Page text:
By Jason Keidel

Yesterday’s game between the Packers and Vikings was supposed to be a statement game. If so, Green Bay said something.

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That it’s not quite time to pass any torches. The Packers may have lost three straight, but they weren’t ready to concede their chokehold on the NFC North, the old, black-and-blue NFC Central, a kind of embryo of the modern NFL, the land of Lombardi and Lambeau and the Purple People Eaters.

While Teddy Bridgewater has been a beacon for the Vikings, he’s still a few rungs below the best. For now, No. 5 doesn’t quite add up to No. 12.

Even when not in pristine form, Aaron Rodgers can still spread the ball like butter across the secondary. Six different Packers caught at least one pass from the passer nonpareil. In a sport that leans so heavily on every part, no player can improvise quite like Rodgers, who makes mediocre players look good, and sends good players to the Pro Bowl.

While the Vikings (7-3) are the feel-good story of the league (along with the Panthers), the Packers (7-3) aren’t quite quitting or surrendering their post. After gagging the NFC title game to Seattle, Green Bay darted out to a 6-0 record. Then they seemed to short-circuit, losing games, and their way, An awful loss to the Lions was the first at Lambeau Field since George Bush (the elder) was president.

Then, when the world was ready to drive the stake through their season, Green Bay bounced back, against their rivals, in a most rancorous setting. If you thought the Packers were just a Wisconsin contrivance, they just proved that they can be road warriors when needed.

While Jordy Nelson — Aaron Rodgers’ top target in their pyrotechnic offense — is on the shelf for the year, they can still burn under the brightest lights. James Jones returned to early-season form. Randall Cobb caught a crucial touchdown. Davante Adams is back in the huddle after a string of injuries. And James Starks is a useful, utility running back in the flat.

Eddie Lacy, the burly, bruising running back who lost his job to Starks, found his mojo in the second half, bowling his way to vital first downs, Vikings defenders hanging from his jersey. Lacy posted his first 100-yard game in some time, though at the right time.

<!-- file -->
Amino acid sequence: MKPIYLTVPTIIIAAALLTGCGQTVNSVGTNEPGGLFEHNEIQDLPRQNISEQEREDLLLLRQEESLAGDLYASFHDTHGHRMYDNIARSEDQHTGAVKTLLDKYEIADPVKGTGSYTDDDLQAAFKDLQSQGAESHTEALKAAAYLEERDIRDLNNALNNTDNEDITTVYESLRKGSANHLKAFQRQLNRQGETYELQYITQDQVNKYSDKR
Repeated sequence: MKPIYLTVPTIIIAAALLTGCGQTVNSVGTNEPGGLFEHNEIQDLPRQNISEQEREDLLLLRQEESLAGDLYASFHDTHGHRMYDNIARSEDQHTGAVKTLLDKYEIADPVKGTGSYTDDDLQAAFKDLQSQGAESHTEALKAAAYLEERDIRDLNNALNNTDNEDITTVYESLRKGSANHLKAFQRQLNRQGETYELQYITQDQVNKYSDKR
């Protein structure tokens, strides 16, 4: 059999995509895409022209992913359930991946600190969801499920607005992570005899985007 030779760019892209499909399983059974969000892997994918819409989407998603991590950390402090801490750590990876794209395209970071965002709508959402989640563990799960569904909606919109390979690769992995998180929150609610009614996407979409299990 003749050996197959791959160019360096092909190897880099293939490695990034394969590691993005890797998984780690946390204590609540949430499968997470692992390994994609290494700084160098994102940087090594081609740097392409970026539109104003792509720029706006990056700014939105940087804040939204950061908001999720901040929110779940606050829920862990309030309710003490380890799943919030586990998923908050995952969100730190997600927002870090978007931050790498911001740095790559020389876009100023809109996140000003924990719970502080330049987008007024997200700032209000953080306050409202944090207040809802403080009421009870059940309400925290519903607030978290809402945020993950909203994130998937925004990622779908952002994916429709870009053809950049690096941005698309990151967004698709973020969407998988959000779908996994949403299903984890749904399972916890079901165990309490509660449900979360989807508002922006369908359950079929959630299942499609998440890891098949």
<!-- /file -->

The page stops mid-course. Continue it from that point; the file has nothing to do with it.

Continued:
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Julius Peppers & Co. still had a few big sacks left in the bag, dragging Bridgewater to the turf six times. Ha-Ha Clinton-Dix was less than humorous to the Vikings, with eight tackles and a sack. Clay Matthews showed he can still catch anyone on the field, and flex his Predator pose over his prostrate victims.

There’s something comforting about football in the Midwest. The game was invented in Ohio, and perfected in Green Bay. While Dallas may have the moniker of America’s Team, and my beloved Black & Gold may have the most Super Bowl rings, the trophy is still named after the patron saint of the Packers.

It speaks to George Halas and Vince Lombardi and Bud Grant, to paraphrase John Facenda, to duels in the rain and cold November mud. And just as it was in the 1960s, and again since the early 1990s, the Packers have a provincial hold on the division.

They have that hold because of their quarterbacks. Ever since the NFL bent the rules to make the game a more pass-happy affair, the game became quarterback-dependent to the point of addicted. Unless you have the 2000 Ravens defense (and who does?), your fortunes hang on the blessed limb of your best thrower.

We can talk about how the Packers do things the right way, with more home-grown players than any team in the league. They even have the perfect model of management, literally owned by their fans. But their true football serendipity was trading for Brett Favre 25 years ago, and then drafting Rodgers 10 years ago. They went from one Hall-of-Fame QB to HOF 2.0.

Hence the clamoring for Green Bay to pry open their wallets and draft board to fetch one more receiver for Rodgers. He may have many years — and a few hundred touchdowns — left in his divine right arm, but Rodgers is in his prime now. And he won’t be in five years. So strike while No. 12 can still throw strikes. He’s too good to expose to a middling receiving corps. The difference, right now, between the Packers and Vikings? Quarterback.

For his part, Bridgewater was pretty good yesterday (25-37, 296 yards, 1 TD), and his game is still climbing a clear arc. In fact, he was statistically equal to Rodgers (16-34, 212 yards, 2 TDs). But the only stat that truly matters is the final score. It’s a lesson Aaron Rodgers and the Packers learned long ago.

The Vikings can already pass the test. They just haven’t quite aced it.

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Jason writes a weekly column for CBS Local Sports. He is a native New Yorker, sans the elitist sensibilities, and believes there’s a world west of the Hudson River. A Yankees devotee and Steelers groupie, he has been scouring the forest of fertile NYC sports sections since the 1970s. He has written over 500 columns for WFAN/CBS NY, and also worked as a freelance writer for Sports Illustrated and Newsday subsidiary amNew York. He made his bones as a boxing writer, occasionally covering fights in Las Vegas, Atlantic City, but mostly inside Madison Square Garden. Follow him on Twitter @JasonKeidel.